Keywords: adsorption; heavy metal; methodology; wastewater.
Investigation of Various Airfoils for Maximization of Lift in Horizontal Axis Wind Turbine (HAWT) A case study
by Kedar Mehta, Robin Ranjan, Amit Sata
Abstract: Wind energy can be considered to be one of the most reliable and sustainable energy sources of world. In India, more than 2300 MW (4.5% of newly installed capacity across world) capacity of wind turbine power has been newly installed in 2014. The utilization of the installed capacity can be increased by improving overall efficiency of wind turbines. The efficiency of wind turbine is directly driven by power coefficient (CP), density of air (ρ), wind velocity (V), and swept area (A). The power coefficient of a particular wind turbine depends on tip-speed ratio (TSR). The TSR is considered to be constant for a particular wind turbine type and wind velocity (say horizontal wind turbine), and helps in finding number of blades for a wind turbine. However, wind velocity as well as density of air are considered to be unchanged for a particular location. Therefore, the efficiency of wind turbine is governed by various geometric characteristics of wind blades including length of blade, aerodynamic characteristic of blades (airfoil), glide ratio (ratio of lift to drag), etc. The airfoil of blade is considered to be one of most influencing parameters in deciding geometric characteristic of blade as it mainly decides the driven force (lift) imposed on wind blades. The airfoil of blade is chosen from standard database of airfoils compiled by National Advisory Committee of Aerodynamics (NACA). In the present work, HAWT is designed to provide electric power of about 10 KW that is be used at authors hometown (Rajkot). Various airfoils (six widely accepted) with varying angle of attack (AoA) (from 00 to 200 in the step of 10) of blades are analyzed to identify most suitable airfoil for maximum lift of blades. Different airfoils were modeled, and then analyzed analytically using QBlade (open source software) for computing lift and drag force acting of a blade. These airfoils were also analyzed for finding separation of airflow over top surface of airfoil (stall angle) that may be caused due to different AoA using computation fluid dynamics (CFD). It was observed from the simulation results that NACA 4412 was found to be more suitable for providing maximum lift to blade in comparison with other airfoils. It was also observed from CFD analysis that relatively large AoA (more than 120 for most of the cases) caused the separation of air flow over airfoils. The prototype of these airfoils were also prepared and tested for separation of flow over airfoils in wind tunnel. It was observed that simulation results matched with wind tunnel results in most of the cases.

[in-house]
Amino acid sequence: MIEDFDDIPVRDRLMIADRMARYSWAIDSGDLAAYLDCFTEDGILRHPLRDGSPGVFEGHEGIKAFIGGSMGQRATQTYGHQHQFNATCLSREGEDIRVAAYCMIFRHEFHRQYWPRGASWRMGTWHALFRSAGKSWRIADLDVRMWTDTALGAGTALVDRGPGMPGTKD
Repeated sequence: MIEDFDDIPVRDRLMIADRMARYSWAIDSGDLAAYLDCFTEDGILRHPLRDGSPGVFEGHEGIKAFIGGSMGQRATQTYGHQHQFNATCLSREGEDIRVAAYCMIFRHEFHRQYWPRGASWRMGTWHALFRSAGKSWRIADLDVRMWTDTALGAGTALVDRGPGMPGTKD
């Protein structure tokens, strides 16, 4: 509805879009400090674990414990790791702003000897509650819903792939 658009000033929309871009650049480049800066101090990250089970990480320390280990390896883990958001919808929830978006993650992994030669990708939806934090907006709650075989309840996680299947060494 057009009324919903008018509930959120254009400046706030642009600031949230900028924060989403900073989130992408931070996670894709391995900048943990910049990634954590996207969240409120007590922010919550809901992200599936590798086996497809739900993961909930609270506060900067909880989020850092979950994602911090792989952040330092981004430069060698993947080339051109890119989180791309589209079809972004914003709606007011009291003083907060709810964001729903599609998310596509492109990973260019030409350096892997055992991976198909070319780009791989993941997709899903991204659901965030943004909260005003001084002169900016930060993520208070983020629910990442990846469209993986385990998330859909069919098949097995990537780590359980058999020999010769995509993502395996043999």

Keywords: Airfoil; Stall; Lift Coefficient; Drag Coefficient; NACA; NREL; CFD; HAWT.
Performance and Emission analysis of Pongamia Biodiesel and its blends in different operating condition- A review
by Gaurav Dwivedi, Priyanka Sharma, Prem Pal, Gopal Nandan
Abstract: The progress of a nation depends critically on the availability of the energy resources such as fossil fuels and with rapid industrialization and growth in population there is rapid increase in the demand of energy and fossil fuels. In the current scenario all the human energy requirements are fulfilled from the fossil fuels which are depleting at rapid pace consequently led to their extinction for the future generation and also the emissions from these fossil fuels has the serious impact on the environment, human health and ecological system. To overcome these problems, focus is to find the alternatives to replace the utilization of petroleum. Biodiesel, derived from non-edible oil sources is the future prospect. Out these non-edible oil sources Jatropha and Pongamia are identified as most important species for biofuel development in India. The presents study was focused on the fuel properties, combustion and emission characteristics of the biodiesel derived from Pongamia (karanja) oils and its blends on various types of engine under different operating conditions. The study reveals that Brake specific fuel consumption for Pongamia biodiesel PB100 is 30% higher as compare to diesel while for PB20 blend it is 10% higher while brake thermal efficiency of PB100 is lower as comparable to diesel while for PB20 it is similar to that of diesel. The literature review also reveals that CO and HC emission are lower while NOx emission increases as the % load increases. The study shows that Pongamia blend PB20 performance characteristics are comparable to that of diesel with lower emission it can be recommended as an alternative to diesel.
Keywords: Pongamia; Performance; Emission; Biodiesel; Diesel.